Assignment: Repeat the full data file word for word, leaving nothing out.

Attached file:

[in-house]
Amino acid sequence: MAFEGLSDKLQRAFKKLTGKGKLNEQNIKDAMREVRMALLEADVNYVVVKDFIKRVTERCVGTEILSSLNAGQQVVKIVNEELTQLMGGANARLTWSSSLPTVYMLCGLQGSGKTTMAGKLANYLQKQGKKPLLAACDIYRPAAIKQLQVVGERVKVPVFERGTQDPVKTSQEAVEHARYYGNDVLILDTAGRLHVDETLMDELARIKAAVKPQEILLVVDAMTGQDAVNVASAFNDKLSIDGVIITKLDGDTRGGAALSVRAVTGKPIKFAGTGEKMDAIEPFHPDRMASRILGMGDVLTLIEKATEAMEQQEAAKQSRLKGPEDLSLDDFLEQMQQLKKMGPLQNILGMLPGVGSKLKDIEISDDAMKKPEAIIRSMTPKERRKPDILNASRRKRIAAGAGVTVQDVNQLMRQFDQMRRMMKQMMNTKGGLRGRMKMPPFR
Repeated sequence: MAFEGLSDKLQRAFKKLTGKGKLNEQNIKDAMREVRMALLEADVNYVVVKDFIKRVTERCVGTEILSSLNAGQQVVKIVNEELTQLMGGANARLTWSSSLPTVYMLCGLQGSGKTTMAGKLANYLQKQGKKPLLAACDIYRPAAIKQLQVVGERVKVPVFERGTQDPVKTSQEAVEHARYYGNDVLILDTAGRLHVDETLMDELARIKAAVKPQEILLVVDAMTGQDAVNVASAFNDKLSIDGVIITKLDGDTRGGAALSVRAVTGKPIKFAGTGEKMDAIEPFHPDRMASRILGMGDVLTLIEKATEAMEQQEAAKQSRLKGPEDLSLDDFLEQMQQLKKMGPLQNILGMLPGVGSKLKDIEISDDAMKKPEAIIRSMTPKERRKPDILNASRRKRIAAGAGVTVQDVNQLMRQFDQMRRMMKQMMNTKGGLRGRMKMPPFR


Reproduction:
[in-house]
Amino acid sequence: MAFEGLSDKLQRAFKKLTGKGKLNEQNIKDAMREVRMALLEADVNYVVVKDFIKRVTERCVGTEILSSLNAGQQVVKIVNEELTQLMGGANARLTWSSSLPTVYMLCGLQGSGKTTMAGKLANYLQKQGKKPLLAACDIYRPAAIKQLQVVGERVKVPVFERGTQDPVKTSQEAVEHARYYGNDVLILDTAGRLHVDETLMDELARIKAAVKPQEILLVVDAMTGQDAVNVASAFNDKLSIDGVIITKLDGDTRGGAALSVRAVTGKPIKFAGTGEKMDAIEPFHPDRMASRILGMGDVLTLIEKATEAMEQQEAAKQSRLKGPEDLSLDDFLEQMQQLKKMGPLQNILGMLPGVGSKLKDIEISDDAMKKPEAIIRSMTPKERRKPDILNASRRKRIAAGAGVTVQDVNQLMRQFDQMRRMMKQMMNTKGGLRGRMKMPPFR
Repeated sequence: MAFEGLSDKLQRAFKKLTGKGKLNEQNIKDAMREVRMALLEADVNYVVVKDFIKRVTERCVGTEILSSLNAGQQVVKIVNEELTQLMGGANARLTWSSSLPTVYMLCGLQGSGKTTMAGKLANYLQKQGKKPLLAACDIYRPAAIKQLQVVGERVKVPVFERGTQDPVKTSQEAVEHARYYGNDVLILDTAGRLHVDETLMDELARIKAAVKPQEILLVVDAMTGQDAVNVASAFNDKLSIDGVIITKLDGDTRGGAALSVRAVTGKPIKFAGTGEKMDAIEPFHPDRMASRILGMGDVLTLIEKATEAMEQQEAAKQSRLKGPEDLSLDDFLEQMQQLKKMGPLQNILGMLPGVGSKLKDIEISDDAMKKPEAIIRSMTPKERRKPDILNASRRKRIAAGAGVTVQDVNQLMRQFDQMRRMMKQMMNTKGGLRGRMKMPPFR